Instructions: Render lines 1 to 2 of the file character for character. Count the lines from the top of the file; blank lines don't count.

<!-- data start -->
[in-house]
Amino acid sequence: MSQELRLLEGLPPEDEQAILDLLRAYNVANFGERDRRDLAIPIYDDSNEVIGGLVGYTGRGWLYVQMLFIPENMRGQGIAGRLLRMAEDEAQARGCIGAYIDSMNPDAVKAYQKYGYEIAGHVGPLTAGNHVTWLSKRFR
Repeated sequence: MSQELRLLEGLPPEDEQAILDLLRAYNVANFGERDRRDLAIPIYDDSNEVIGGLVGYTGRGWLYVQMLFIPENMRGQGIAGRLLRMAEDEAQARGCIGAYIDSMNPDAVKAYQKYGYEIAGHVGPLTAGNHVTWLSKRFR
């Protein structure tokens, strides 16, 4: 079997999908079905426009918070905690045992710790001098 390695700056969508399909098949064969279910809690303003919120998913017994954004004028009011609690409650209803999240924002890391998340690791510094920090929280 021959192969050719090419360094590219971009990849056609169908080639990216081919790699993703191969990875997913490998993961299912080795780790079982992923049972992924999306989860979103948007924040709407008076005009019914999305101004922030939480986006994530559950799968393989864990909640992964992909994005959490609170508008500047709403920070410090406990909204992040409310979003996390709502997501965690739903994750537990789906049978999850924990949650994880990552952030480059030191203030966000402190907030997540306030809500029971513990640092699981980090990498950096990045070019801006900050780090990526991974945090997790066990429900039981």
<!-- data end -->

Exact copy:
[in-house]
Amino acid sequence: MSQELRLLEGLPPEDEQAILDLLRAYNVANFGERDRRDLAIPIYDDSNEVIGGLVGYTGRGWLYVQMLFIPENMRGQGIAGRLLRMAEDEAQARGCIGAYIDSMNPDAVKAYQKYGYEIAGHVGPLTAGNHVTWLSKRFR